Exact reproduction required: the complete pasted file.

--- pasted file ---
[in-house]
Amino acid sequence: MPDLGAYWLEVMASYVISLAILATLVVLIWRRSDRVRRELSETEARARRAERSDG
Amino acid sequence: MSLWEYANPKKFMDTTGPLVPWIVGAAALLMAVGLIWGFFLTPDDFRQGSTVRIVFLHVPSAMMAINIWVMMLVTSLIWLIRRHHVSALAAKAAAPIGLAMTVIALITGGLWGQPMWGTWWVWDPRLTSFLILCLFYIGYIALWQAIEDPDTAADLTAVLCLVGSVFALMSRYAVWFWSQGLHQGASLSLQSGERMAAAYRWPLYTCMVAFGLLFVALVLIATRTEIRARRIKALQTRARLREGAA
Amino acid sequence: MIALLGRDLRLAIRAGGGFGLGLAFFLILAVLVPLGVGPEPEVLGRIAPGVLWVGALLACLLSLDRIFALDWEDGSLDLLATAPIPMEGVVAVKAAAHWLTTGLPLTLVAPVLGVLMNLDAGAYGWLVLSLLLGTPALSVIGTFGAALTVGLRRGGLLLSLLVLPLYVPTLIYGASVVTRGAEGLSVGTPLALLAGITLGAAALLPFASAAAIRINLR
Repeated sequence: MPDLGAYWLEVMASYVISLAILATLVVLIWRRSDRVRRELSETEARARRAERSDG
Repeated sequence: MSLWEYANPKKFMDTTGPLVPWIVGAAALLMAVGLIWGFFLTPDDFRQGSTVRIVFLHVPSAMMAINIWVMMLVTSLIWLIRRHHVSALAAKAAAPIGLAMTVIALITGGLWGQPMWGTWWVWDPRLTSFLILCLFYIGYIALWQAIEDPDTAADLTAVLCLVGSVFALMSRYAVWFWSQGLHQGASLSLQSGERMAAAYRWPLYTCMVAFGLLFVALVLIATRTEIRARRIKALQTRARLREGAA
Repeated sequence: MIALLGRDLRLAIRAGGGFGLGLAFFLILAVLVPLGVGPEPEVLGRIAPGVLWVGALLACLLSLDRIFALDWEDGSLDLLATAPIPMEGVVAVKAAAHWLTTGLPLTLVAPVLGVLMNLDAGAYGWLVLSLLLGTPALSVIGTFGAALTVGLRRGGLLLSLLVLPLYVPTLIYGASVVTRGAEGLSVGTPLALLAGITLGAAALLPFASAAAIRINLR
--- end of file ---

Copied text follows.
[in-house]
Amino acid sequence: MPDLGAYWLEVMASYVISLAILATLVVLIWRRSDRVRRELSETEARARRAERSDG
Amino acid sequence: MSLWEYANPKKFMDTTGPLVPWIVGAAALLMAVGLIWGFFLTPDDFRQGSTVRIVFLHVPSAMMAINIWVMMLVTSLIWLIRRHHVSALAAKAAAPIGLAMTVIALITGGLWGQPMWGTWWVWDPRLTSFLILCLFYIGYIALWQAIEDPDTAADLTAVLCLVGSVFALMSRYAVWFWSQGLHQGASLSLQSGERMAAAYRWPLYTCMVAFGLLFVALVLIATRTEIRARRIKALQTRARLREGAA
Amino acid sequence: MIALLGRDLRLAIRAGGGFGLGLAFFLILAVLVPLGVGPEPEVLGRIAPGVLWVGALLACLLSLDRIFALDWEDGSLDLLATAPIPMEGVVAVKAAAHWLTTGLPLTLVAPVLGVLMNLDAGAYGWLVLSLLLGTPALSVIGTFGAALTVGLRRGGLLLSLLVLPLYVPTLIYGASVVTRGAEGLSVGTPLALLAGITLGAAALLPFASAAAIRINLR
Repeated sequence: MPDLGAYWLEVMASYVISLAILATLVVLIWRRSDRVRRELSETEARARRAERSDG
Repeated sequence: MSLWEYANPKKFMDTTGPLVPWIVGAAALLMAVGLIWGFFLTPDDFRQGSTVRIVFLHVPSAMMAINIWVMMLVTSLIWLIRRHHVSALAAKAAAPIGLAMTVIALITGGLWGQPMWGTWWVWDPRLTSFLILCLFYIGYIALWQAIEDPDTAADLTAVLCLVGSVFALMSRYAVWFWSQGLHQGASLSLQSGERMAAAYRWPLYTCMVAFGLLFVALVLIATRTEIRARRIKALQTRARLREGAA
Repeated sequence: MIALLGRDLRLAIRAGGGFGLGLAFFLILAVLVPLGVGPEPEVLGRIAPGVLWVGALLACLLSLDRIFALDWEDGSLDLLATAPIPMEGVVAVKAAAHWLTTGLPLTLVAPVLGVLMNLDAGAYGWLVLSLLLGTPALSVIGTFGAALTVGLRRGGLLLSLLVLPLYVPTLIYGASVVTRGAEGLSVGTPLALLAGITLGAAALLPFASAAAIRINLR